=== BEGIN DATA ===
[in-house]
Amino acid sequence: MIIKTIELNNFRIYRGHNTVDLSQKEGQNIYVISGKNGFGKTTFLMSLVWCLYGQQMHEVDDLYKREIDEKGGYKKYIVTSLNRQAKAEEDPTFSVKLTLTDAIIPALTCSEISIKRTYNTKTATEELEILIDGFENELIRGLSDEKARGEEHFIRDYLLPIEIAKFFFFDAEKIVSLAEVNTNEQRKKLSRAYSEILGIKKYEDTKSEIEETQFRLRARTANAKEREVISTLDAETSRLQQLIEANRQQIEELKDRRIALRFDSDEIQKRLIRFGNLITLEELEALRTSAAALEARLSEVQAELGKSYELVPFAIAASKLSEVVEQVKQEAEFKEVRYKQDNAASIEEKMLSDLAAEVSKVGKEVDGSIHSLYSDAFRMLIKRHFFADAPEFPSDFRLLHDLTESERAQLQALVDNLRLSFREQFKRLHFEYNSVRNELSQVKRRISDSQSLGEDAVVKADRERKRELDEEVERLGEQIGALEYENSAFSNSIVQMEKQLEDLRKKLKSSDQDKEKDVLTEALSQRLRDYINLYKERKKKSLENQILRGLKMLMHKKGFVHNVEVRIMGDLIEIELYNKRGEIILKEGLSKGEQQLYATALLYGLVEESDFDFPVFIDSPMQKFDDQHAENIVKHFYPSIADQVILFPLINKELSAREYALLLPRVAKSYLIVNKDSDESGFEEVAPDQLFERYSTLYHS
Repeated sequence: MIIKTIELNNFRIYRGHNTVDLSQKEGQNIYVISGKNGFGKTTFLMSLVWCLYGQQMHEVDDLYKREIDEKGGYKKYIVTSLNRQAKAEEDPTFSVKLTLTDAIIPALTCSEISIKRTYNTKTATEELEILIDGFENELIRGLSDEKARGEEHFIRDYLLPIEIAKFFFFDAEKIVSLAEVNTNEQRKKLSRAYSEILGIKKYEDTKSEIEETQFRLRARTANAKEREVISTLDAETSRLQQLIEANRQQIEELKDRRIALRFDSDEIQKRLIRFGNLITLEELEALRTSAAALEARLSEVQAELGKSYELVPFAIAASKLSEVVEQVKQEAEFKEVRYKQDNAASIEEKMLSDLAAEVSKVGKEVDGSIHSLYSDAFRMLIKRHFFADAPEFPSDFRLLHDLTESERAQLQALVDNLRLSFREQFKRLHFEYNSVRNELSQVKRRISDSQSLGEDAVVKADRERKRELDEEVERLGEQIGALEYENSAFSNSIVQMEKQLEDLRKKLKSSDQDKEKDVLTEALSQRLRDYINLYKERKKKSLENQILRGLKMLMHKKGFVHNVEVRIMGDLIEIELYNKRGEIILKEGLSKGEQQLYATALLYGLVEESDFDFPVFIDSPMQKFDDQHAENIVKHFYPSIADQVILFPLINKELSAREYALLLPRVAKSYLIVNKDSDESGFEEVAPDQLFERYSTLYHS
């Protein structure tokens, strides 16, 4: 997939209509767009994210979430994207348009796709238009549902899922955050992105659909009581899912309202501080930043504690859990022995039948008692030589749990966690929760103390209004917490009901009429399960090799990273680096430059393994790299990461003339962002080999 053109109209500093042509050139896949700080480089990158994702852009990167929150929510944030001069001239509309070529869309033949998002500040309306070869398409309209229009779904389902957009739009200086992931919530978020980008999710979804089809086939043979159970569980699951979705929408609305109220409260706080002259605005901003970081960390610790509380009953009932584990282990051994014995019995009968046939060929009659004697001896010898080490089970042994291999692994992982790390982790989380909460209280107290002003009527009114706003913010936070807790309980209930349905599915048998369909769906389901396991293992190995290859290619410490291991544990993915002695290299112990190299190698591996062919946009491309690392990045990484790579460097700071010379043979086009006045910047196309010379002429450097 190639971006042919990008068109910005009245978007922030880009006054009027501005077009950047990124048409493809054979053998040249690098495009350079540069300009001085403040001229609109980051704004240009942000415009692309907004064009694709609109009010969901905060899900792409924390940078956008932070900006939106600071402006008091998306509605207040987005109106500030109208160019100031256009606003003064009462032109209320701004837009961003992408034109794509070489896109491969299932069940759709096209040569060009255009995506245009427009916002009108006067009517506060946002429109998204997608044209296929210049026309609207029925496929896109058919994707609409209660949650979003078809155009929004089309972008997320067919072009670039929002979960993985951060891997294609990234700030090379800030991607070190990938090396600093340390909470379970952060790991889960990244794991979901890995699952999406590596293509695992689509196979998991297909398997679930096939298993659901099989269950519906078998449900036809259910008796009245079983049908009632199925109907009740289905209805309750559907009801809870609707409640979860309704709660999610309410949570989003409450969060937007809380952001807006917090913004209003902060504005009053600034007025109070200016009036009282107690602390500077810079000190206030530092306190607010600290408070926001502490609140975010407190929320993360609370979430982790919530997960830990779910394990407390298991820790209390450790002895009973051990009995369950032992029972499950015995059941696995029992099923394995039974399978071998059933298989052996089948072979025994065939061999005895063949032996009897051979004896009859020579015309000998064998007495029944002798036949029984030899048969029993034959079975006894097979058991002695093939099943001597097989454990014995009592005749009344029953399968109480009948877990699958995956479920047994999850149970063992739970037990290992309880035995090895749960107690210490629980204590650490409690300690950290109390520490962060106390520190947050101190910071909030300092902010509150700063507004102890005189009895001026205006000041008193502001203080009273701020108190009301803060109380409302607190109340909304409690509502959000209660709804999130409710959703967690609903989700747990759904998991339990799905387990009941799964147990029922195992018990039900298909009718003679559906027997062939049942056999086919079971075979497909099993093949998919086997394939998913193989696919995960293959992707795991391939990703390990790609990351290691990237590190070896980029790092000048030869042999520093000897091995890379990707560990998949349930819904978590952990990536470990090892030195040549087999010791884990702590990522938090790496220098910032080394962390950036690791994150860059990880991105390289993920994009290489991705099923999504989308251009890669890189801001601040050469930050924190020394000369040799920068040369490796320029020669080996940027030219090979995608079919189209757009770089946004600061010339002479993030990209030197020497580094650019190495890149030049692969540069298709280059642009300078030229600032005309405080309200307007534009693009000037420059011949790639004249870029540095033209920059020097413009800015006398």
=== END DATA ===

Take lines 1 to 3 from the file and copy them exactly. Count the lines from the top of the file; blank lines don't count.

[in-house]
Amino acid sequence: MIIKTIELNNFRIYRGHNTVDLSQKEGQNIYVISGKNGFGKTTFLMSLVWCLYGQQMHEVDDLYKREIDEKGGYKKYIVTSLNRQAKAEEDPTFSVKLTLTDAIIPALTCSEISIKRTYNTKTATEELEILIDGFENELIRGLSDEKARGEEHFIRDYLLPIEIAKFFFFDAEKIVSLAEVNTNEQRKKLSRAYSEILGIKKYEDTKSEIEETQFRLRARTANAKEREVISTLDAETSRLQQLIEANRQQIEELKDRRIALRFDSDEIQKRLIRFGNLITLEELEALRTSAAALEARLSEVQAELGKSYELVPFAIAASKLSEVVEQVKQEAEFKEVRYKQDNAASIEEKMLSDLAAEVSKVGKEVDGSIHSLYSDAFRMLIKRHFFADAPEFPSDFRLLHDLTESERAQLQALVDNLRLSFREQFKRLHFEYNSVRNELSQVKRRISDSQSLGEDAVVKADRERKRELDEEVERLGEQIGALEYENSAFSNSIVQMEKQLEDLRKKLKSSDQDKEKDVLTEALSQRLRDYINLYKERKKKSLENQILRGLKMLMHKKGFVHNVEVRIMGDLIEIELYNKRGEIILKEGLSKGEQQLYATALLYGLVEESDFDFPVFIDSPMQKFDDQHAENIVKHFYPSIADQVILFPLINKELSAREYALLLPRVAKSYLIVNKDSDESGFEEVAPDQLFERYSTLYHS
Repeated sequence: MIIKTIELNNFRIYRGHNTVDLSQKEGQNIYVISGKNGFGKTTFLMSLVWCLYGQQMHEVDDLYKREIDEKGGYKKYIVTSLNRQAKAEEDPTFSVKLTLTDAIIPALTCSEISIKRTYNTKTATEELEILIDGFENELIRGLSDEKARGEEHFIRDYLLPIEIAKFFFFDAEKIVSLAEVNTNEQRKKLSRAYSEILGIKKYEDTKSEIEETQFRLRARTANAKEREVISTLDAETSRLQQLIEANRQQIEELKDRRIALRFDSDEIQKRLIRFGNLITLEELEALRTSAAALEARLSEVQAELGKSYELVPFAIAASKLSEVVEQVKQEAEFKEVRYKQDNAASIEEKMLSDLAAEVSKVGKEVDGSIHSLYSDAFRMLIKRHFFADAPEFPSDFRLLHDLTESERAQLQALVDNLRLSFREQFKRLHFEYNSVRNELSQVKRRISDSQSLGEDAVVKADRERKRELDEEVERLGEQIGALEYENSAFSNSIVQMEKQLEDLRKKLKSSDQDKEKDVLTEALSQRLRDYINLYKERKKKSLENQILRGLKMLMHKKGFVHNVEVRIMGDLIEIELYNKRGEIILKEGLSKGEQQLYATALLYGLVEESDFDFPVFIDSPMQKFDDQHAENIVKHFYPSIADQVILFPLINKELSAREYALLLPRVAKSYLIVNKDSDESGFEEVAPDQLFERYSTLYHS